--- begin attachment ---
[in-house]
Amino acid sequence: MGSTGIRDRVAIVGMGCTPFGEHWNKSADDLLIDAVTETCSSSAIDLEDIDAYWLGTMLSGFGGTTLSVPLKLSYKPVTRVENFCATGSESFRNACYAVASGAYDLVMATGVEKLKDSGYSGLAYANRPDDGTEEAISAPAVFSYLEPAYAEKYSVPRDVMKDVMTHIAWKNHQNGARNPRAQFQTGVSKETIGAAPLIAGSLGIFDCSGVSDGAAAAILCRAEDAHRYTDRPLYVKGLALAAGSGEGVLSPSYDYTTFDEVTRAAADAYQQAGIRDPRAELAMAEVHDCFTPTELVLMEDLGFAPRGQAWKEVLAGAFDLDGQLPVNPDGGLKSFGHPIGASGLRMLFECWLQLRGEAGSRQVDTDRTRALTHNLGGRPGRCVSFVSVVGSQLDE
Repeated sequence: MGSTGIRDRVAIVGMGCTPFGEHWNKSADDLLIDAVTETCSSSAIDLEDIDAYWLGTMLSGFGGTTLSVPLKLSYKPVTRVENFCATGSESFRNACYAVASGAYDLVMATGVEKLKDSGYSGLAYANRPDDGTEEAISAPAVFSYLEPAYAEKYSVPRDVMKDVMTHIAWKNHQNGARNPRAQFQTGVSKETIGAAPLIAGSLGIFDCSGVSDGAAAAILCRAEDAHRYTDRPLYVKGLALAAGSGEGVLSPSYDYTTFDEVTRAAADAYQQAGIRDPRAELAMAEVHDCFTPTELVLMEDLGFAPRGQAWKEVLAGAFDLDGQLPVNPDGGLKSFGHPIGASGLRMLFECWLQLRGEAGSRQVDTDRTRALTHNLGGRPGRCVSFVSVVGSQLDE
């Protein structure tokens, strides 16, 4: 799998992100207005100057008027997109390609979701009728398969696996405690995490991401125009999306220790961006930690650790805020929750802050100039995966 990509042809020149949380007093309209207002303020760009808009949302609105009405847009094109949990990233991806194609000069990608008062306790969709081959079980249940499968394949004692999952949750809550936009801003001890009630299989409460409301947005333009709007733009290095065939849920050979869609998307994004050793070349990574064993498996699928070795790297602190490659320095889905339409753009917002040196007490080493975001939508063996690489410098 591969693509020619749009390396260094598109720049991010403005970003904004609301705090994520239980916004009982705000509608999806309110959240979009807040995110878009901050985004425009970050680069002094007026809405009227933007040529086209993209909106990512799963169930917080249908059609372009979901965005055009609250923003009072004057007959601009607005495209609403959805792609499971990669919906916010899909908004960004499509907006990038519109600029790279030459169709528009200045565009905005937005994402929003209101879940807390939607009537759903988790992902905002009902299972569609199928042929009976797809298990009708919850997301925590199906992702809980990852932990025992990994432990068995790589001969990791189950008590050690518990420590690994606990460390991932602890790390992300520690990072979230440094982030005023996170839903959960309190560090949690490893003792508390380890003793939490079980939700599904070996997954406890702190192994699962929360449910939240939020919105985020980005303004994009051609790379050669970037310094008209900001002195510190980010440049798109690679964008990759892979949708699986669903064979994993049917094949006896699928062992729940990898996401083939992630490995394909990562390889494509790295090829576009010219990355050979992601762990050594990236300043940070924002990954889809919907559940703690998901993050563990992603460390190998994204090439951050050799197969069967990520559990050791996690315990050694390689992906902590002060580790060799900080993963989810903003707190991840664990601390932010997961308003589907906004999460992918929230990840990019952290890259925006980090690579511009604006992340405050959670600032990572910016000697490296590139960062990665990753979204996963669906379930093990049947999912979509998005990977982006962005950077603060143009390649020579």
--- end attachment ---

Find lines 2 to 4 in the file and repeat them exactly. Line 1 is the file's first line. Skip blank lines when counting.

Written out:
Amino acid sequence: MGSTGIRDRVAIVGMGCTPFGEHWNKSADDLLIDAVTETCSSSAIDLEDIDAYWLGTMLSGFGGTTLSVPLKLSYKPVTRVENFCATGSESFRNACYAVASGAYDLVMATGVEKLKDSGYSGLAYANRPDDGTEEAISAPAVFSYLEPAYAEKYSVPRDVMKDVMTHIAWKNHQNGARNPRAQFQTGVSKETIGAAPLIAGSLGIFDCSGVSDGAAAAILCRAEDAHRYTDRPLYVKGLALAAGSGEGVLSPSYDYTTFDEVTRAAADAYQQAGIRDPRAELAMAEVHDCFTPTELVLMEDLGFAPRGQAWKEVLAGAFDLDGQLPVNPDGGLKSFGHPIGASGLRMLFECWLQLRGEAGSRQVDTDRTRALTHNLGGRPGRCVSFVSVVGSQLDE
Repeated sequence: MGSTGIRDRVAIVGMGCTPFGEHWNKSADDLLIDAVTETCSSSAIDLEDIDAYWLGTMLSGFGGTTLSVPLKLSYKPVTRVENFCATGSESFRNACYAVASGAYDLVMATGVEKLKDSGYSGLAYANRPDDGTEEAISAPAVFSYLEPAYAEKYSVPRDVMKDVMTHIAWKNHQNGARNPRAQFQTGVSKETIGAAPLIAGSLGIFDCSGVSDGAAAAILCRAEDAHRYTDRPLYVKGLALAAGSGEGVLSPSYDYTTFDEVTRAAADAYQQAGIRDPRAELAMAEVHDCFTPTELVLMEDLGFAPRGQAWKEVLAGAFDLDGQLPVNPDGGLKSFGHPIGASGLRMLFECWLQLRGEAGSRQVDTDRTRALTHNLGGRPGRCVSFVSVVGSQLDE
């Protein structure tokens, strides 16, 4: 799998992100207005100057008027997109390609979701009728398969696996405690995490991401125009999306220790961006930690650790805020929750802050100039995966 990509042809020149949380007093309209207002303020760009808009949302609105009405847009094109949990990233991806194609000069990608008062306790969709081959079980249940499968394949004692999952949750809550936009801003001890009630299989409460409301947005333009709007733009290095065939849920050979869609998307994004050793070349990574064993498996699928070795790297602190490659320095889905339409753009917002040196007490080493975001939508063996690489410098 591969693509020619749009390396260094598109720049991010403005970003904004609301705090994520239980916004009982705000509608999806309110959240979009807040995110878009901050985004425009970050680069002094007026809405009227933007040529086209993209909106990512799963169930917080249908059609372009979901965005055009609250923003009072004057007959601009607005495209609403959805792609499971990669919906916010899909908004960004499509907006990038519109600029790279030459169709528009200045565009905005937005994402929003209101879940807390939607009537759903988790992902905002009902299972569609199928042929009976797809298990009708919850997301925590199906992702809980990852932990025992990994432990068995790589001969990791189950008590050690518990420590690994606990460390991932602890790390992300520690990072979230440094982030005023996170839903959960309190560090949690490893003792508390380890003793939490079980939700599904070996997954406890702190192994699962929360449910939240939020919105985020980005303004994009051609790379050669970037310094008209900001002195510190980010440049798109690679964008990759892979949708699986669903064979994993049917094949006896699928062992729940990898996401083939992630490995394909990562390889494509790295090829576009010219990355050979992601762990050594990236300043940070924002990954889809919907559940703690998901993050563990992603460390190998994204090439951050050799197969069967990520559990050791996690315990050694390689992906902590002060580790060799900080993963989810903003707190991840664990601390932010997961308003589907906004999460992918929230990840990019952290890259925006980090690579511009604006992340405050959670600032990572910016000697490296590139960062990665990753979204996963669906379930093990049947999912979509998005990977982006962005950077603060143009390649020579």